Editing Guide: Comment Types

When contributing to a writing project, comment types are used to tell authors about good and bad elements within their manuscript. This is a list of comment types to provide a common frame of reference for all writers.
Compiled by Ranee Clark.

  • Ambiguous Pronoun Use

    1. When a pronoun is placed in a sentence with more than on possible antecedent (the noun thepronoun stands for). The reader will automatically group the pronoun with the closest antecedent, which may not be the noun the author intended.
    2. When a pronoun is placed in the sentence before the antecedent.
      Example: If you see him, tell my brother to come home now.
      The noun “him” is used before the antecedent it identifies, “my brother.” The reader has to wait until the end of the sentence to figure out who or what the pronoun refers to, causing confusion.
    3. When an antecedent is missing from the sentence.
      Example: They are always watching to make sure we don’t steal anything in the grocery store.
      While a reader can make assumptions about who the vague “they” refers to, they may not come to the conclusion you intended.
    4. When narration or dialog deals with more than one female or more than one male, the pronoun use can get confusing. A pronoun refers to the last person mentioned.
      Example: Bob and Dave went fishing, and he caught a huge fish. (The he refers to Dave since he is the last male mentioned.)
      Bad example: Ranee` combed Nikki’s hair, and then she trimmed it. (The writer means Ranee` trimmed Nikki’s hair after she combed it, but since Nikki is the last female mentioned, the she actually refers to her.) 
      Bottom line: Be careful with your pronouns. If in doubt, substitute the character’s name.
    5. The pronoun must agree with its antecedent.
      Example
      The unfamiliar figure wore a belt around their waist.
      The mistake is most commonly made when the antecedent is unidentifiable as a male or female; however, “their” is a plural pronoun and “unfamiliar figure” is a singular antecedent. 
      Options: The unfamiliar figure wore a belt around his or her waist. Or The unfamiliar figure wore a belt around its waist.
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  • Awkward

    Something about the highlighted text seems off. Consider ways you could rewrite or remove this content.

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  • Be Strong, Be Specific

    Use strong, specific language when writing so writing is concise. 
    Instead of “car,” write, “the Ford Taurus.” 
    Use the strong, specific language to tell something about the character or the situation. What does it say if a character drives a Taurus? What does it say if they drive a BMW? Differences all conveyed by simple words, without having a description of the person.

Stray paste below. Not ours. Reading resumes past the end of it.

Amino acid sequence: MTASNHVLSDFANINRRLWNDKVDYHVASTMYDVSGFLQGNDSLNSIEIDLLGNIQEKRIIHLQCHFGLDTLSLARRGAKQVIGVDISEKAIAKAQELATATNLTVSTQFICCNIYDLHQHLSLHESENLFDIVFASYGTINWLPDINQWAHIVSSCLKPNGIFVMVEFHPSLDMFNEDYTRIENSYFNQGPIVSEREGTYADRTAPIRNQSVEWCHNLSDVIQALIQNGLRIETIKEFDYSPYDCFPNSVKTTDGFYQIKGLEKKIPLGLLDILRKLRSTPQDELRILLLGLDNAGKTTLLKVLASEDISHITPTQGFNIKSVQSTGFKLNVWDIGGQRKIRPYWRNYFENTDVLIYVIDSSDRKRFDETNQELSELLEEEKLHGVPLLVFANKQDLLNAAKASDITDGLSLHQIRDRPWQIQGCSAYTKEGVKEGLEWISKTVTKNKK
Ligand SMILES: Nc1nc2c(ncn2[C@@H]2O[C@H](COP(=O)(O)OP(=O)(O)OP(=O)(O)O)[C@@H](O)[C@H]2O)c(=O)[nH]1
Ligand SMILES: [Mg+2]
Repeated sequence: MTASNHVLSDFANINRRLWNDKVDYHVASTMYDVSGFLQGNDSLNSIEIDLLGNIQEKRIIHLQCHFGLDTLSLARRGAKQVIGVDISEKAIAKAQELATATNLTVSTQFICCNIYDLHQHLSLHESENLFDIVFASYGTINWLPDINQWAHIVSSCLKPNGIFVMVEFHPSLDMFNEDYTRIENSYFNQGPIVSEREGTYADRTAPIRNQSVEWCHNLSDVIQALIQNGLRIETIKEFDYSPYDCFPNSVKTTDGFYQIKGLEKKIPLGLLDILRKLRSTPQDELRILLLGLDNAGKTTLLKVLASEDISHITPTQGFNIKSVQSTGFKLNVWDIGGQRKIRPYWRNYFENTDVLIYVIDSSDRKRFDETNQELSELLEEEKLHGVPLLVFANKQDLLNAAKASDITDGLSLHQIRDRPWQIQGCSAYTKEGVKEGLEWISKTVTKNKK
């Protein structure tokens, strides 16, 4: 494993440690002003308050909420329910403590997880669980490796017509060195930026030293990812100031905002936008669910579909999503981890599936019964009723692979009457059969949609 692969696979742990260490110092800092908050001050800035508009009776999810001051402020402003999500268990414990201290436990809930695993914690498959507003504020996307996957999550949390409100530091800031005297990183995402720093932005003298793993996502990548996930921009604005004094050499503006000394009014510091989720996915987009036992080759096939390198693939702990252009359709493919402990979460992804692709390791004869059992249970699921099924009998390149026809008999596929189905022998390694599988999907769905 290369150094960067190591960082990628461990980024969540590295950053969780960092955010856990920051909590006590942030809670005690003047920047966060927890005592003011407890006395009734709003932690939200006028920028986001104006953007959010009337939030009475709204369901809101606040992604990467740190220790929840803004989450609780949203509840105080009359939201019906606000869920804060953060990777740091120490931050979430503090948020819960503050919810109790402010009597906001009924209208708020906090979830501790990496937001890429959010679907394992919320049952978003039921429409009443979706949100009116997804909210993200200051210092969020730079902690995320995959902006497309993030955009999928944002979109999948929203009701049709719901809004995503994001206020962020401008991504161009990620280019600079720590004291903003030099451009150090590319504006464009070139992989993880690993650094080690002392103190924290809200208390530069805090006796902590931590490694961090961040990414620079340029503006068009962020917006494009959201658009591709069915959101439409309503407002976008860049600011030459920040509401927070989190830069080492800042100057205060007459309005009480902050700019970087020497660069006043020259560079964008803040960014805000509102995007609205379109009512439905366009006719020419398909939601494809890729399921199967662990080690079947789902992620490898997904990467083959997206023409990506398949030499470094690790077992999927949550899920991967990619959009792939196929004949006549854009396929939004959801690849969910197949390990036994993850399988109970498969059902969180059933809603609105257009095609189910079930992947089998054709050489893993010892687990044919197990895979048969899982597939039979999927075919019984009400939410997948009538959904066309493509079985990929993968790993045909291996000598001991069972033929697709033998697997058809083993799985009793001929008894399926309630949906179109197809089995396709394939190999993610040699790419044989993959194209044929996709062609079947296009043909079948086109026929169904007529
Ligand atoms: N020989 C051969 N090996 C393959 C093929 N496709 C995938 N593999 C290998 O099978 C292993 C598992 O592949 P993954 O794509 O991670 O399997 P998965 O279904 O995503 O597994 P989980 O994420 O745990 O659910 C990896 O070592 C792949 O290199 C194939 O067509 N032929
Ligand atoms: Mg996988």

Instead of “walk,” write, “strut” or “marched” or “shuffled.” 
    With one word they all convey different ways of moving.

    Define “It” - It can be used just like a pronoun. Make sure it’s not ambiguous or confusing. Be specific.

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  • Believability

    When something in your story isn't believable it distracts the reader.

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  • Boring

    The material in this part of the story isn't interesting, the pacing is too slow or there is too much exposition (background detail).

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  • Capitalization

    When using a title as a name, it should be capitalized.

    Example:
    Mom, how are you doing?
    President Obama signed the new law.
    I ran into Aunt Elizabeth at the store.
    When the title is not used as a name, do not capitalize.

    Example:
    My mom is doing well since the surgery.
    The president signed the new law.
    I ran into my aunt, Elizabeth, at the store.

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  • Comma Splices

    When two independent clauses are joined by a comma without using proper coordinating conjunctions (and, but, or, yet), it results in a comma splice.

    Incorrect Example: 
    I jammed the paper in the folder, it got stuck
    Possible Corrections: 
    I jammed the paper in the folder. It got stuck.
    I jammed the paper in the folder; it got stuck.
    I jammed the paper in the folder, but it got stuck.

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  • Commas in a Series

    Use commas between all items in a series to avoid confusion. While it is not incorrect, leaving thecomma out may cause unintended groupings and associations in the list.

    Example:
    (No comma) I bought the soda, chips and hot dogs.
    (Comma) I bought the soda, chips, and hot dogs.

    Whatever style the author chooses, it should be consistent throughout the manuscript.

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  • Confusing

    Some part of surrounding content doesn't make sense. This might be because your didn't provide enough context, there are missing words or some other reason.

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  • Cool

    This part is particularly inventive, original or something similar.

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  • Cut

    Uneccesary content, consider cutting it to move the story along better.

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  • Dialogue Attribution

    1. How to punctuate using dialog tags such as said or asked.
      Examples 
      “We’re going to the store,” she said.
      “We’re going to the store?” he asked.
      “We’re going to the store!” they exclaimed.